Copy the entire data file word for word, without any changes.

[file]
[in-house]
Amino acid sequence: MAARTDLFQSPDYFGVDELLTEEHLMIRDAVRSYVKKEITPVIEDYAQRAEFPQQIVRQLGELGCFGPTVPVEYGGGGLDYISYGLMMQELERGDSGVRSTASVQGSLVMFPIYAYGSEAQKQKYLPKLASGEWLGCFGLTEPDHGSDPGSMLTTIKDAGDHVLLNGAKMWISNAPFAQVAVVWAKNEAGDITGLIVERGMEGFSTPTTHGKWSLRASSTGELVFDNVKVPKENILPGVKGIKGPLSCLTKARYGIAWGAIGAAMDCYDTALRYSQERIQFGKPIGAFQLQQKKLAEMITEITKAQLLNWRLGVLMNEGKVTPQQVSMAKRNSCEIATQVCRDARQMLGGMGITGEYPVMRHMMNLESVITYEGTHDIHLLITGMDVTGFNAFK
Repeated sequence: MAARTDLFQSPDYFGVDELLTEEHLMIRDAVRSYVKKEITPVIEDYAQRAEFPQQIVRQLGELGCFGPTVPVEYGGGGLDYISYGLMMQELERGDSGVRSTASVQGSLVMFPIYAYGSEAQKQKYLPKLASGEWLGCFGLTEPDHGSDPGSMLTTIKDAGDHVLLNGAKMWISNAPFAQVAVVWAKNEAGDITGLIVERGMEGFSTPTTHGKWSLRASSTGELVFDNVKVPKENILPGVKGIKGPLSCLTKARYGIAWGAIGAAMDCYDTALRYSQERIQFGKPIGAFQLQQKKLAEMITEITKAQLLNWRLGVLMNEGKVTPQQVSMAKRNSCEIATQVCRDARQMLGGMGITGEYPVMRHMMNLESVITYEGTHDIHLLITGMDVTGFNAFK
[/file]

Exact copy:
[in-house]
Amino acid sequence: MAARTDLFQSPDYFGVDELLTEEHLMIRDAVRSYVKKEITPVIEDYAQRAEFPQQIVRQLGELGCFGPTVPVEYGGGGLDYISYGLMMQELERGDSGVRSTASVQGSLVMFPIYAYGSEAQKQKYLPKLASGEWLGCFGLTEPDHGSDPGSMLTTIKDAGDHVLLNGAKMWISNAPFAQVAVVWAKNEAGDITGLIVERGMEGFSTPTTHGKWSLRASSTGELVFDNVKVPKENILPGVKGIKGPLSCLTKARYGIAWGAIGAAMDCYDTALRYSQERIQFGKPIGAFQLQQKKLAEMITEITKAQLLNWRLGVLMNEGKVTPQQVSMAKRNSCEIATQVCRDARQMLGGMGITGEYPVMRHMMNLESVITYEGTHDIHLLITGMDVTGFNAFK
Repeated sequence: MAARTDLFQSPDYFGVDELLTEEHLMIRDAVRSYVKKEITPVIEDYAQRAEFPQQIVRQLGELGCFGPTVPVEYGGGGLDYISYGLMMQELERGDSGVRSTASVQGSLVMFPIYAYGSEAQKQKYLPKLASGEWLGCFGLTEPDHGSDPGSMLTTIKDAGDHVLLNGAKMWISNAPFAQVAVVWAKNEAGDITGLIVERGMEGFSTPTTHGKWSLRASSTGELVFDNVKVPKENILPGVKGIKGPLSCLTKARYGIAWGAIGAAMDCYDTALRYSQERIQFGKPIGAFQLQQKKLAEMITEITKAQLLNWRLGVLMNEGKVTPQQVSMAKRNSCEIATQVCRDARQMLGGMGITGEYPVMRHMMNLESVITYEGTHDIHLLITGMDVTGFNAFK